Branded: Can Tucson Ever Live It Down?

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Jackson Boelts is a little more concerned. Boelts is a professor of visual communication at the University of Arizona. (And one of Herb Stratford's professors. See? Small town.) He moved here more than 30 years ago from Denver by way of Omaha.

"I love the quality of light," he says. He's a painter, as well as a graphic designer. And he loves the diversity. "The richness of cultures here hasn't homogenized," he says, "but you can taste all of them."

One thing Boelts teaches his design students is how to help an entity — usually a company — form a brand that represents its identity.

"The Tucson brand has just been shocked," he says. "It went from golden, quiet Tukson. Now you talk to someone, they know exactly where [Tucson] is, exactly where [the tragedy] happened."

How do you fix that? Boelts looks sad. Really, he says, you can't.

"Good identity, good design, and good strategy can help the brand, but it can't build it."

Consider the Exxon Valdez, he says.

Boelts works in watercolors, and even before January 8, he was busy with a body of work he calls the "Shield Series," about the different faces we show people in different circumstances. He was initially inspired by a run-in with a student, he says, and after the shooting, he made another painting, which he pulls up on his computer for us to see.

I can't do it justice with words; you'll have to look at the images in the slideshow accompanying this story online to fully appreciate it. The background is Tucson-sky-blue, the ground green and brown, the sky interrupted by a big white cloud that's been screwed with, somehow — debris strewn through it, "interrupting its flow," Boelts says.

We leave Boelts and head north a few blocks to the University Medical Center. After the Safeway, we made a quick stop at Gabby Giffords' office to see the offerings there, but this is by far the largest memorial, and one we've been told is best viewed at dusk.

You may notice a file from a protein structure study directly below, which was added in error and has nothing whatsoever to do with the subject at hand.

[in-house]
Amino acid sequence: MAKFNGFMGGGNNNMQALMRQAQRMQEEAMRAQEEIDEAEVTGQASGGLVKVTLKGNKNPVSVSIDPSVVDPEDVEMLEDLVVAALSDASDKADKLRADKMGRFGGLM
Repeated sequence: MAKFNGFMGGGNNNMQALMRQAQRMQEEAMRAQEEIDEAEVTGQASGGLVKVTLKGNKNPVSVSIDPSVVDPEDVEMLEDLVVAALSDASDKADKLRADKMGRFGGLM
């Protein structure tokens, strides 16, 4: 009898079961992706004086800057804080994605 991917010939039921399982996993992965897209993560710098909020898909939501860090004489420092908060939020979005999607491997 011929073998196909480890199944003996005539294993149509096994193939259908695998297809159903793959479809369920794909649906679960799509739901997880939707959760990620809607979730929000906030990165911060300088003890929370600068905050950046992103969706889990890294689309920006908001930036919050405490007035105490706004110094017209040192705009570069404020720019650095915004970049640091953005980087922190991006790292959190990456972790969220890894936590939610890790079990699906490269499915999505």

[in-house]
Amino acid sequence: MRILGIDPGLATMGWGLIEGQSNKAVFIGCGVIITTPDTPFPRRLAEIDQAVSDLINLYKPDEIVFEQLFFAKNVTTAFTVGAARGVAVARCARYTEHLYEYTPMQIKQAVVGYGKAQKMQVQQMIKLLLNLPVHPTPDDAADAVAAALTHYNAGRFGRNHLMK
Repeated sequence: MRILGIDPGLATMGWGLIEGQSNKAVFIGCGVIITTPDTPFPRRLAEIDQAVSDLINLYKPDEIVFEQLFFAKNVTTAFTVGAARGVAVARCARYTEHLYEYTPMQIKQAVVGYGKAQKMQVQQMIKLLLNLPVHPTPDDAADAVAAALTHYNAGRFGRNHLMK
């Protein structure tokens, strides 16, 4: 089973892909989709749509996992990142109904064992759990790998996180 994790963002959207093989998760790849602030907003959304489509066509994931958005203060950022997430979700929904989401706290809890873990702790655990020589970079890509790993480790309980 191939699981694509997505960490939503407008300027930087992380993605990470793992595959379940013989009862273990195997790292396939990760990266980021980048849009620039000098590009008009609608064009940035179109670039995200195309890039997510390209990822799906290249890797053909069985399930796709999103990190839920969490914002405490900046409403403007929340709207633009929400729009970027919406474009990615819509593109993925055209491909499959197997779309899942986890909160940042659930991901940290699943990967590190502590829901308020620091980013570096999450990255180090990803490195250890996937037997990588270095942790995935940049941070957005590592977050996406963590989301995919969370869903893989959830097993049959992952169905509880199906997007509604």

About a half-dozen satellite trucks line the entrance to UMC, and reporters do live shots in harsh spotlights as the day's light fades and candles begin to glow. The truck for KGUN — the local television station that made so many national stories ("Can you believe the city actually has a station called GUN?!") is here. So is the now-famous man who stands in the middle of the lawn, playing the violin each evening.

In the past week and a half, this has become a nightly ritual for Tucsonans, and dozens of people, mostly families, pour onto the lawn, walking what looks like a labyrinth, a trail of tearful remembrances of the six who died, but mostly good wishes for Gabby. A friend from her campaign told me earlier that he'd spent the afternoon picking up teddy bears, so they can be donated to needy kids, but the rest is carefully left intact. This kind of thing doesn't impede business at a hospital.

The whole memorial must cover close to an acre, and it's too hard to imagine what they'll do with all of it now that she's left for Houston, or what these people will do without her here.

So will Tucson forever be branded by Jared Lee Loughner?

Tom Miller argues that JFK haunts Dallas to this day.

"You can't have a tragedy greater than killing the president," he observes, although he admits that when he re-released his 2001 book, Jack Ruby's Kitchen Sink, last year, the decision was made to rename the book because there was concern that not enough people remembered who Ruby was. (The new title is Revenge of the Saguaro: Offbeat Travels Through America's Southwest.)

Miller is an expert on the region, one with a rather dry wit.

The mark of January 8 on the town he's called home for 42 years?

"I think the biggest impact is that now America knows how to spell it," he says of Tucson. Then he gets more serious.

"It's obviously too early to tell, but it would seem that it's not something that can be shaken off. The odd thing is that if something like this was going to happen, you would think it would happen north of the Gila River."

If the Gadsden Purchase hadn't gone through, Miller muses, Tucson would be in Mexico. The differences between Arizona's principal cities aren't lost on him. Phoenix is Goldwater Country, he says (and I'd add McCain in there, too), while Tucson is the land of Mo Udall and César Chávez.

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Amy Silverman is a two-time winner of the Arizona Press Club’s Journalist of the Year award. Her work has appeared on the radio show This American Life and in the New York Times, the Washington Post, Lenny Letter, and Brain, Child. She’s the co-curator of the live reading series Bar Flies, and a commentator for KJZZ, the NPR affiliate in Phoenix. Silverman is the author of the book My Heart Can’t Even Believe It: A Story of Science, Love, and Down Syndrome (Woodbine House 2016). Follow her on Instagram (@amysilverman), Twitter (@amysilvermanaz), and at amy-silverman.com.